Author: Hugh Taylor, Angela Yochem, Les Phillips, & Frank Martinez
Publisher: Addison Wesley, 2010
Aimed at: Non-specialists, managers and administrators
Pros: Some interesting case studies
Cons: Repetitive, waffley, lacks concrete or practical information
Reviewed by: Alex Armstrong
This is mostly management waffle and making things complicated for the sake of it. The subtitle is how SOA Enables the Real-Time enterprise yet the emphasis is hardly on SOA.and certainly there is no information on the practical implementation of SOA in a real-time, event-driven environment. The approach of the entire book is to extol the virtues of an Event Driven Architect EDA - over and over again without really getting down to anything concrete. There are lots of diagram that mostly serve to abstract the situation to the point where it is difficult to make any connection with the real world.
The book begins with an introduction to EDA for idiots - if you need this level of explanation you have no chance of designing anything sophisticated. Even so it fails miserably to make clear the distinction between EDA and a standard SOA approach. Because of this it is possible for the book to continue to baffle and mystify the reader with its discussion of abstract ideas. Nothing in programming or architecture has to be this abstract unless it is trying to cover up the fact that there is nothing to the idea.
Then Part I goes into the theory of EDA - this is mostly evangelism and obvious definitions.We are treated to a description of SOAP at a level that no application programmer cares about any longer. Why is it that the rest of the book attempts to work at a high level but feels the need to descend into the details of the SOAP protocol when the whole point is that in building and designing an application you can more or less forget this detail?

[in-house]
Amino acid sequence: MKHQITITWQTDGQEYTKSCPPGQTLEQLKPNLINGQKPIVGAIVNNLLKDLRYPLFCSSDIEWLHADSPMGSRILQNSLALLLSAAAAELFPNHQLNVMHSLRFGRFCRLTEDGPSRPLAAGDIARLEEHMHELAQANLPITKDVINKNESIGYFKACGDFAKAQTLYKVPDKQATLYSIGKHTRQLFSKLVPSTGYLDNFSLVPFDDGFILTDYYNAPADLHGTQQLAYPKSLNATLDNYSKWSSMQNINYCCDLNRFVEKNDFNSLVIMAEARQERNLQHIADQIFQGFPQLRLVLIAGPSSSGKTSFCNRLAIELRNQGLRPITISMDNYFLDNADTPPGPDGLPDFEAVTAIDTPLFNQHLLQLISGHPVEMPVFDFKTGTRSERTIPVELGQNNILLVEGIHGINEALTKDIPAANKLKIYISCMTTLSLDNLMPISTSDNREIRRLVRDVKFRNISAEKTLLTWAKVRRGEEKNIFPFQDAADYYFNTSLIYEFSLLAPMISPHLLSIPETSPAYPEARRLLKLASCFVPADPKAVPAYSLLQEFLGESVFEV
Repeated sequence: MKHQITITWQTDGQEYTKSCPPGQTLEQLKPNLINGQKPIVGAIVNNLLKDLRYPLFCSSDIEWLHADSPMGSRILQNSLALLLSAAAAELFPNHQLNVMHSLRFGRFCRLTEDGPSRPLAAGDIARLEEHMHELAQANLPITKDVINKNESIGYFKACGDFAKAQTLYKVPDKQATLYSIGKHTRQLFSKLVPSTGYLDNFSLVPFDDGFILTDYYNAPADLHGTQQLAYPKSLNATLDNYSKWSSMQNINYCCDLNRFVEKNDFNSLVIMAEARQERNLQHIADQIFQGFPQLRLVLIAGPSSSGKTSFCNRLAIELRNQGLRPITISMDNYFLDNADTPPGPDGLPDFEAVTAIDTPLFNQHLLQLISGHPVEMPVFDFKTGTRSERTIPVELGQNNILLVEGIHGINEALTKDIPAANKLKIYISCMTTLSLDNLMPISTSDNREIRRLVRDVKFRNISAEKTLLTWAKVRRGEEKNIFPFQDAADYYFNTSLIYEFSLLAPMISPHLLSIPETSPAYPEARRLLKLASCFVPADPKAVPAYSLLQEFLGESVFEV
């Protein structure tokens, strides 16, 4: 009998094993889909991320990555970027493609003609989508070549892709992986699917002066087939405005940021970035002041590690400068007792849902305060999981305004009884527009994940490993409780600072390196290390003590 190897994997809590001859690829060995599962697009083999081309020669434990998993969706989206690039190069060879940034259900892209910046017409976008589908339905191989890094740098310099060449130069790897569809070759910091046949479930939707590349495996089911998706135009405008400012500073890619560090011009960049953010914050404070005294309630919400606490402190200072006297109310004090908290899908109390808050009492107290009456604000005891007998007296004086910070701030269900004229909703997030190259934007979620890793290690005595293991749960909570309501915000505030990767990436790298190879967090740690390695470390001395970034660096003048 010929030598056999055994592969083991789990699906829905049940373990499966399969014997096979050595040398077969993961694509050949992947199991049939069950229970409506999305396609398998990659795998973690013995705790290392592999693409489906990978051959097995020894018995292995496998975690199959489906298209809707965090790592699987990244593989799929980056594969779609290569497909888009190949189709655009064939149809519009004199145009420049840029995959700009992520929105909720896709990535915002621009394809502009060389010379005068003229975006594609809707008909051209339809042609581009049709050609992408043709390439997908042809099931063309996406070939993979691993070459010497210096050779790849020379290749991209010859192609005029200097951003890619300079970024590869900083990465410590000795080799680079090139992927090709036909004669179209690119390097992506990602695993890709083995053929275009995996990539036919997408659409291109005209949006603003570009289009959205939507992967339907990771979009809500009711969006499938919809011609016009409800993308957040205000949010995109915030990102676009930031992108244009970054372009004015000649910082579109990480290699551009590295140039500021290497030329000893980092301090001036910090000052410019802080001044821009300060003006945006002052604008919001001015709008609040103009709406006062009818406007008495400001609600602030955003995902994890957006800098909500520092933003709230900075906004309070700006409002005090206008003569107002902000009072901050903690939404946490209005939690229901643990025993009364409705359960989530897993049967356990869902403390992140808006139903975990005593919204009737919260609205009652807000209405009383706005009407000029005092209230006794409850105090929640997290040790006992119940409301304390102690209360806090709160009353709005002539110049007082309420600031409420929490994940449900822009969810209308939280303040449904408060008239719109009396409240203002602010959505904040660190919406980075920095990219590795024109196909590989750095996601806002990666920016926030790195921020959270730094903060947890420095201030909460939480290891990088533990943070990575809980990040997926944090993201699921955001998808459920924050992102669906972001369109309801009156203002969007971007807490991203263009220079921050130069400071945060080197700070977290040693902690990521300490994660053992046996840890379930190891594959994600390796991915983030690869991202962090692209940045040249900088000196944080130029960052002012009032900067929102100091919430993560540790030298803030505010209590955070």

More definitions of SOA and EDA and more justification of why it's important. The final chapter in the section promises to show how SOA and EDA fit together but it fails to do this convincingly. Basically all it says is that some web services generate "events" and others consume them - events are transferred using message passing implemented using an Enterprise Service Bus.
The second section of the book is on EDA in practice. After some more waffle we get to some case studies that are quite interesting. They don't really help enlighten the reader about EDA in particular, but they are interesting case studies in their own right - particularly the Airline Flight Control system.
The big problem with this particular book is that it never actually explains the idea of EDA in a way that makes it clear what is going on. In the usual SOA paradigm a client web service calls a server web service for some action to be performed. In an EDA approach the roles are reversed - the server now generates an event which the client responds to. This is just a relabeling of the roles with a few extra requirements for a timely response and perhaps the need to pass the event on to multiple clients, i.e. a one-many connection.
So we have a whole book which simply points out, or rather fails to point out, that EDA is just an inversion of roles with possibly a broadcast architecture. Sometimes I think that software architects should write more code.
Unless you are short of something to occupy your time, steer clear of this particular book.